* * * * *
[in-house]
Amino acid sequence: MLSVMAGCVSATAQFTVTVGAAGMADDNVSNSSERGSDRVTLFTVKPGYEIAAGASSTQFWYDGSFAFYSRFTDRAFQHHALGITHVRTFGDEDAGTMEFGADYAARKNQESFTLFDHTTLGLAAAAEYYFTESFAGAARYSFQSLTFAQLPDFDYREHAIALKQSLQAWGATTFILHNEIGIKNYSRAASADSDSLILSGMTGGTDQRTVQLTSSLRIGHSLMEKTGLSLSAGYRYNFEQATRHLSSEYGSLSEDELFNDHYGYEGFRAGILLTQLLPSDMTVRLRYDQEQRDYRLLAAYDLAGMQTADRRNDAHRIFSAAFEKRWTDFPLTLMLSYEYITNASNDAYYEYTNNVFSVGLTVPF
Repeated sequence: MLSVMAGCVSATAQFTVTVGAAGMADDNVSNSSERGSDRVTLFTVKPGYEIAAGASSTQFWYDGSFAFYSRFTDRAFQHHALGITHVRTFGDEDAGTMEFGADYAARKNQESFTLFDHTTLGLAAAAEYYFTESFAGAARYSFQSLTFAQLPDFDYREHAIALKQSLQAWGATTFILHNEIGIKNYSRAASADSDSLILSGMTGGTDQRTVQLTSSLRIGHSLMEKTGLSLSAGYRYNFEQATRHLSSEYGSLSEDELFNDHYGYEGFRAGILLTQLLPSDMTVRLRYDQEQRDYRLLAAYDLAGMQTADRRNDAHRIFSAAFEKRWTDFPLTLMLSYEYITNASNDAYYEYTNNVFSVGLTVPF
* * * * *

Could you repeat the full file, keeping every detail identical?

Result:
[in-house]
Amino acid sequence: MLSVMAGCVSATAQFTVTVGAAGMADDNVSNSSERGSDRVTLFTVKPGYEIAAGASSTQFWYDGSFAFYSRFTDRAFQHHALGITHVRTFGDEDAGTMEFGADYAARKNQESFTLFDHTTLGLAAAAEYYFTESFAGAARYSFQSLTFAQLPDFDYREHAIALKQSLQAWGATTFILHNEIGIKNYSRAASADSDSLILSGMTGGTDQRTVQLTSSLRIGHSLMEKTGLSLSAGYRYNFEQATRHLSSEYGSLSEDELFNDHYGYEGFRAGILLTQLLPSDMTVRLRYDQEQRDYRLLAAYDLAGMQTADRRNDAHRIFSAAFEKRWTDFPLTLMLSYEYITNASNDAYYEYTNNVFSVGLTVPF
Repeated sequence: MLSVMAGCVSATAQFTVTVGAAGMADDNVSNSSERGSDRVTLFTVKPGYEIAAGASSTQFWYDGSFAFYSRFTDRAFQHHALGITHVRTFGDEDAGTMEFGADYAARKNQESFTLFDHTTLGLAAAAEYYFTESFAGAARYSFQSLTFAQLPDFDYREHAIALKQSLQAWGATTFILHNEIGIKNYSRAASADSDSLILSGMTGGTDQRTVQLTSSLRIGHSLMEKTGLSLSAGYRYNFEQATRHLSSEYGSLSEDELFNDHYGYEGFRAGILLTQLLPSDMTVRLRYDQEQRDYRLLAAYDLAGMQTADRRNDAHRIFSAAFEKRWTDFPLTLMLSYEYITNASNDAYYEYTNNVFSVGLTVPF